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Nat Protoc. 2015 Jul;10(7):1007-21. doi: 10.1038/nprot.2015.060. Epub 2015 Jun 11.

Optimized sample preparation for single-molecule localization-based superresolution microscopy in yeast.

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Institute of Biochemistry, ETH Zurich, Zurich, Switzerland.
1] Institute of Biochemistry, ETH Zurich, Zurich, Switzerland. [2] Randall Division of Cell and Molecular Biophysics, King's College London, London, UK.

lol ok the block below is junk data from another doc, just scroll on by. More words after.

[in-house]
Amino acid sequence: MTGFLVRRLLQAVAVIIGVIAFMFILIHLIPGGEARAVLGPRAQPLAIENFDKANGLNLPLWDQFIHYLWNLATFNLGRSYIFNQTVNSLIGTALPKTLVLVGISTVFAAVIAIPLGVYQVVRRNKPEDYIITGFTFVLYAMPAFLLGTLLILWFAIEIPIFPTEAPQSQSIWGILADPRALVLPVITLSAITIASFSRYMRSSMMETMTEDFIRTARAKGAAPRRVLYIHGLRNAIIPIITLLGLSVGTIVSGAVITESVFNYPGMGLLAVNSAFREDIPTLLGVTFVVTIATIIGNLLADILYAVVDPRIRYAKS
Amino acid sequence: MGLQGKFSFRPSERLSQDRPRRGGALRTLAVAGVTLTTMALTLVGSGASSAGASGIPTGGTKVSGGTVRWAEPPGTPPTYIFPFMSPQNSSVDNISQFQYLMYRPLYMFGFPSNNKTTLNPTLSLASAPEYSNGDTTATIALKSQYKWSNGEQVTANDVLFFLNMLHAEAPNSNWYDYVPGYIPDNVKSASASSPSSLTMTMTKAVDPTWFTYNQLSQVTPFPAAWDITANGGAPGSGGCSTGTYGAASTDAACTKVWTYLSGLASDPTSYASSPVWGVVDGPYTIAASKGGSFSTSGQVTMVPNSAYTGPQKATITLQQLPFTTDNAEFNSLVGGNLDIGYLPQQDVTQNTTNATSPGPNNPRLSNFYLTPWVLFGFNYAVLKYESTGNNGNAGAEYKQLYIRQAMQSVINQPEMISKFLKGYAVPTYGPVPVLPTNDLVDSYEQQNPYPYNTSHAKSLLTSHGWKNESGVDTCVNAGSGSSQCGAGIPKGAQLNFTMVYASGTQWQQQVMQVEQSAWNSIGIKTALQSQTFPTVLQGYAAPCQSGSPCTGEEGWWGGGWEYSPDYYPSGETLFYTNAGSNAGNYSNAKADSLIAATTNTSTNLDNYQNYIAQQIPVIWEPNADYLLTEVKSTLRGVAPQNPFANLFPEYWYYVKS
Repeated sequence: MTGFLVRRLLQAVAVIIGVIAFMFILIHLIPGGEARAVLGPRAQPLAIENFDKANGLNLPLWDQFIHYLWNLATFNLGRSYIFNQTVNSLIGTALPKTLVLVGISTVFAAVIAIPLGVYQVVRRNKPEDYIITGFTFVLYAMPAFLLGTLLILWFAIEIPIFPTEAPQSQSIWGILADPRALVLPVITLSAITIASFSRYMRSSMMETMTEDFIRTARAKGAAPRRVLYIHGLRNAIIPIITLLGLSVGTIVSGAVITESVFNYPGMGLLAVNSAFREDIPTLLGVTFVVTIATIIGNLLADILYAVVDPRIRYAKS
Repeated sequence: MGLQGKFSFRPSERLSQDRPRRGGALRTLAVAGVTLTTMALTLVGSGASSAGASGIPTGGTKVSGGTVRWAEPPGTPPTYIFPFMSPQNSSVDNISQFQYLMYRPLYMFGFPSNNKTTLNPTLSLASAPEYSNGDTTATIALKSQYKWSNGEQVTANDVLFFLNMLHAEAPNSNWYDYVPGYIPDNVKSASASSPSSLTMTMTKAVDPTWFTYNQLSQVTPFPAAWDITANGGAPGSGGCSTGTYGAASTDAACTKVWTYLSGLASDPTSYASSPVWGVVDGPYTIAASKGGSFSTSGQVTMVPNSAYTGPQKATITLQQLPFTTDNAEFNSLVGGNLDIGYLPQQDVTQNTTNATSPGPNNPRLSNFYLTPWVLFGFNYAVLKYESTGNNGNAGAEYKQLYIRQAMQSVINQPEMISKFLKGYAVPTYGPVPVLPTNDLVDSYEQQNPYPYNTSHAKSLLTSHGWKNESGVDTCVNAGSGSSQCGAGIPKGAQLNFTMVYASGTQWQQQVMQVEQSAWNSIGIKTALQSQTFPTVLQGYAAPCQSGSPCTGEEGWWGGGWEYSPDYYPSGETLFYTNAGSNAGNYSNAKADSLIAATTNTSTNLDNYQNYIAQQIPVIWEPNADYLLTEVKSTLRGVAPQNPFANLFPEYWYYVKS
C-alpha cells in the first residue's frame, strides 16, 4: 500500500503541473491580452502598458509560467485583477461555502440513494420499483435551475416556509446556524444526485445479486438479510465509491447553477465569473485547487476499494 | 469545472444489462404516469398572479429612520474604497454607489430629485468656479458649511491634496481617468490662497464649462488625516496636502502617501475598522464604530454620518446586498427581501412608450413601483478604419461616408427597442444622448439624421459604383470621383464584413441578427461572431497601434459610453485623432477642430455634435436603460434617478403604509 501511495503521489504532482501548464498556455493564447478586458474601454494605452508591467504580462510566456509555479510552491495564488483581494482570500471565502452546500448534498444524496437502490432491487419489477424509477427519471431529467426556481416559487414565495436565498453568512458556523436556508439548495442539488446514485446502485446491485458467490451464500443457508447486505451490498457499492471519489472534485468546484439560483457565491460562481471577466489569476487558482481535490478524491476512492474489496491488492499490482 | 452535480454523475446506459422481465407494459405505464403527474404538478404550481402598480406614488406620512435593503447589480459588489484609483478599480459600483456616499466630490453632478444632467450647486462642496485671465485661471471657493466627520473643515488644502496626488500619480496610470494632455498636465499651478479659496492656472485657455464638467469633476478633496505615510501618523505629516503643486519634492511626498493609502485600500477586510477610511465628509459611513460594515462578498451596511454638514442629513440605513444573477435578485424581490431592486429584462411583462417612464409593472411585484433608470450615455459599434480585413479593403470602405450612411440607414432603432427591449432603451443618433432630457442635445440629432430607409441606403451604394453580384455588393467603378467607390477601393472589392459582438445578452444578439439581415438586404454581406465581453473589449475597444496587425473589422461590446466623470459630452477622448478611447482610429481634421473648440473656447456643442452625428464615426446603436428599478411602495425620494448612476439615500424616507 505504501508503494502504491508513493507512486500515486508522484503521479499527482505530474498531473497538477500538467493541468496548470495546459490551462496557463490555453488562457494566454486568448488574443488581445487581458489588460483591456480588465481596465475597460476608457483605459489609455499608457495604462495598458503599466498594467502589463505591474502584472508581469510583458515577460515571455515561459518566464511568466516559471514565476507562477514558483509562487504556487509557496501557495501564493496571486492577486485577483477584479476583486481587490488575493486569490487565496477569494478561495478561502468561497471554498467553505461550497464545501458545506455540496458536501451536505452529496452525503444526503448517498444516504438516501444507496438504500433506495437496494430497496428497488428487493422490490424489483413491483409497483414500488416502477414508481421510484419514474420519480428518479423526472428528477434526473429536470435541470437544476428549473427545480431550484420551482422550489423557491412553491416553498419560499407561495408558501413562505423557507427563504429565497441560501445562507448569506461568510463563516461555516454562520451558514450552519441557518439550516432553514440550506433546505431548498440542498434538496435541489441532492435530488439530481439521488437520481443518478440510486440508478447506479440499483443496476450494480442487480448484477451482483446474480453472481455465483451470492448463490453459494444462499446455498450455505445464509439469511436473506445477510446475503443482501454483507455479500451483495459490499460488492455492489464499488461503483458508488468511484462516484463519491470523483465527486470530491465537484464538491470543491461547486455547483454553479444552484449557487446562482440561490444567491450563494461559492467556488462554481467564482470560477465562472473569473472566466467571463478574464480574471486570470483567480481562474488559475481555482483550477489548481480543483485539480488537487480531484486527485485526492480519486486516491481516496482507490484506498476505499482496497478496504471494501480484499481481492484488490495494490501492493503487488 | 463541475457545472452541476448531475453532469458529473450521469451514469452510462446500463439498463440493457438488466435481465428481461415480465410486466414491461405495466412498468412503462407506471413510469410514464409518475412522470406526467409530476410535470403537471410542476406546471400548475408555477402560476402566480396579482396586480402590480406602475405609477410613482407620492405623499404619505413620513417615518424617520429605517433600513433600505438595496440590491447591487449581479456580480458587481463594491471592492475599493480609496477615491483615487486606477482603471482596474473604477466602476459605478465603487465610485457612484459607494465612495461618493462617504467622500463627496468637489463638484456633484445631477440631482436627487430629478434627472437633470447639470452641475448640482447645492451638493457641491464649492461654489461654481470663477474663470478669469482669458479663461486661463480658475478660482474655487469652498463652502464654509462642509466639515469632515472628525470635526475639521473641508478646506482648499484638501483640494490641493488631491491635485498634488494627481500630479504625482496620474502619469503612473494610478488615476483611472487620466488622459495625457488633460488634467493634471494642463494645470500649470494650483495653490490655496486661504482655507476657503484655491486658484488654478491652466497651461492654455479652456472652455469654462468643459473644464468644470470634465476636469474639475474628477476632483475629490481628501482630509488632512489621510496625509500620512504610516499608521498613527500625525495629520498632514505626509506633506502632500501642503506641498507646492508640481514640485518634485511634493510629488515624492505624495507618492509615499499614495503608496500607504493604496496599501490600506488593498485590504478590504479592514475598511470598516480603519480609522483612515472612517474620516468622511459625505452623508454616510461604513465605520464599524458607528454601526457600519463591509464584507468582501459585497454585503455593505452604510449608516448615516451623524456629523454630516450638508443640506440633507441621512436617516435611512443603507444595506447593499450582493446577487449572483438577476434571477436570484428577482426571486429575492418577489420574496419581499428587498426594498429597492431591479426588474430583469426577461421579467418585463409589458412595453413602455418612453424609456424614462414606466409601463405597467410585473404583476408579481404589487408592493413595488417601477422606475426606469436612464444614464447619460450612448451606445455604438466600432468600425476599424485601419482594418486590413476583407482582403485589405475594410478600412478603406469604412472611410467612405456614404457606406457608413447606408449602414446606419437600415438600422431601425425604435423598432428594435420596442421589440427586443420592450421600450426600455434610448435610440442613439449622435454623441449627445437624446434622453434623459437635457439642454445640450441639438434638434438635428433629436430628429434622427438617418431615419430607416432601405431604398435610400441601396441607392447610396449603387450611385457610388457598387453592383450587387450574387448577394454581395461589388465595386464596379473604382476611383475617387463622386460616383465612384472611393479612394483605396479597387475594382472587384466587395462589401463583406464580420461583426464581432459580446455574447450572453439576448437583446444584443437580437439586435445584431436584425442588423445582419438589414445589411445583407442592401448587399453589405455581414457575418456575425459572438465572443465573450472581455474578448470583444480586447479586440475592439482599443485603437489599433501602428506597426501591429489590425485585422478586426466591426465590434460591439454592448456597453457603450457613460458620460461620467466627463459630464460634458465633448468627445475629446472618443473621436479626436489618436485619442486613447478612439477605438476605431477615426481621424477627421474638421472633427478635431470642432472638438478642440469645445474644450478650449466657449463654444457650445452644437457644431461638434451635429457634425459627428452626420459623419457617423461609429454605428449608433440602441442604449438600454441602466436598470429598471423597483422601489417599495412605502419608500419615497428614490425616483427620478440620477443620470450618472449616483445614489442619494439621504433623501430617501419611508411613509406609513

Single-molecule localization-based superresolution microscopy methods allow the resolution of cellular structures in the range of tens of nanometers. However, these techniques are of limited use in current yeast labeling protocols, owing to problems with structural preservation. Here we describe an optimized sample preparation protocol that enables single-molecule localization microscopy at high resolution combined with improved structural preservation in Saccharomyces cerevisiae. The protocol uses small binders called nanobodies and an enzymatic labeling strategy to deliver organic dyes to the target protein. These small binders readily penetrate through the yeast cell wall and thus eliminate the requirement for its prior degradation, and they allow structural preservation. In addition, the small size of the binders reduces the distance of the dye to the target protein, and thus it reduces the localization error. The preparation of S. cerevisiae cells for superresolution imaging takes 2-4 h to perform. Researchers should have skills in yeast molecular biology, immunolabeling techniques and access to a microscope equipped for single-molecule imaging.

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